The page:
Eric Gill & Function vs Art (was Engineers and Writers)

Subject: Eric Gill & Function vs Art (was Engineers and Writers)
From: Bruce Byfield <bbyfield -at- AXIONET -dot- COM>
Date: Sun, 16 Mar 1997 14:32:53 -0500

Michael Wing wrote:

> Writing for us is functional, not artistic. The artistic >side to writing may be more suitable for other fields of >writing.

I just finished Eric Gill's "Essay on Typography." It was a bit of an
eye-opener. Gill is always depicted as an artisian who opposed
technological production, and his production of fonts is seen as a
betrayal of his position.

Gill obviously preferred to be an artisian. However, he also saw that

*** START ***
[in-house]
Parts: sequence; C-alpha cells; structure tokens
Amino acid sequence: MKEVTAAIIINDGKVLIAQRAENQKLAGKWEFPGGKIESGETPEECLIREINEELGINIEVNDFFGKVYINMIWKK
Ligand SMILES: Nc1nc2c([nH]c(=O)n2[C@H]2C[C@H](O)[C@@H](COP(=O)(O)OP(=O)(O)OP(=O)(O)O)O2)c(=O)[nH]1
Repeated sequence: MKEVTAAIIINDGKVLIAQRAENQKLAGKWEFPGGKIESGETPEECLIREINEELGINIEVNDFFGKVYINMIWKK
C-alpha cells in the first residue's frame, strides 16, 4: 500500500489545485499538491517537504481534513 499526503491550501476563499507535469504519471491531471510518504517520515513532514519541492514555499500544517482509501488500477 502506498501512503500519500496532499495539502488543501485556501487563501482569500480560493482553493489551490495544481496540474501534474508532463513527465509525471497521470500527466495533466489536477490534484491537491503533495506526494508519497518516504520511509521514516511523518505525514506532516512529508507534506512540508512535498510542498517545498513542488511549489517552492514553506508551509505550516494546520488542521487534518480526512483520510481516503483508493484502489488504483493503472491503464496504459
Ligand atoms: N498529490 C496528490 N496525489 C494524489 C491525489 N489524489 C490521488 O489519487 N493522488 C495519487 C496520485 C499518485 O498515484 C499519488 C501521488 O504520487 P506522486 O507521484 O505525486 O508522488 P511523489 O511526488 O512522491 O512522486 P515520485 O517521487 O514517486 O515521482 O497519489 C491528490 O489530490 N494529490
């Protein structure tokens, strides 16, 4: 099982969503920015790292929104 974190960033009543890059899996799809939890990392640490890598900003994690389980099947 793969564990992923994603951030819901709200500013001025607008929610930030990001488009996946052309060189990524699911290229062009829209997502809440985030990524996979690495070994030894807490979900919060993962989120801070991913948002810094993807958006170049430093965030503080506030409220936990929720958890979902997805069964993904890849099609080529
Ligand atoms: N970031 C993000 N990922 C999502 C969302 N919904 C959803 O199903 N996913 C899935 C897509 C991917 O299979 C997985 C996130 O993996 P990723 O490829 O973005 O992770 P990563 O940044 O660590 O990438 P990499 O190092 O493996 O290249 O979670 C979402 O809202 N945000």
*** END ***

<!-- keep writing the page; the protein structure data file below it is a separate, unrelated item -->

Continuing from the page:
technological production could have its own aesthetic. The aesthetics of
machinery, Gill thought, lay in consistent, simple, and functional
design. And it's these qualities, I suggest, that he put into his

I mention Glill's ideas because I think that they're relevant to this
topic. I would argue that a manual whose writing allows readers to learn
from it, and whose layout is readable and usable for what purpose
follows a well-developed set of aesthetics. True, it has a different
aesthetic from a novel, and not many people have the knowledge to
appreciate that aesthetic, but it has an aesthetic all the same.
Bruce Byfield (bbyfield -at- axionet -dot- com)
Technical Writer
Burnaby, BC, Canada
(604) 421-7189

"I'm not prepared to say much else about love with any
certainty at all. It seems to be something you are exposed
to in its season and sometimes you catch it. When you do,
there's nothing for it but to bundle up warm and drink
plenty of fluids. I recommend bourbon."
--M.W. Keiper

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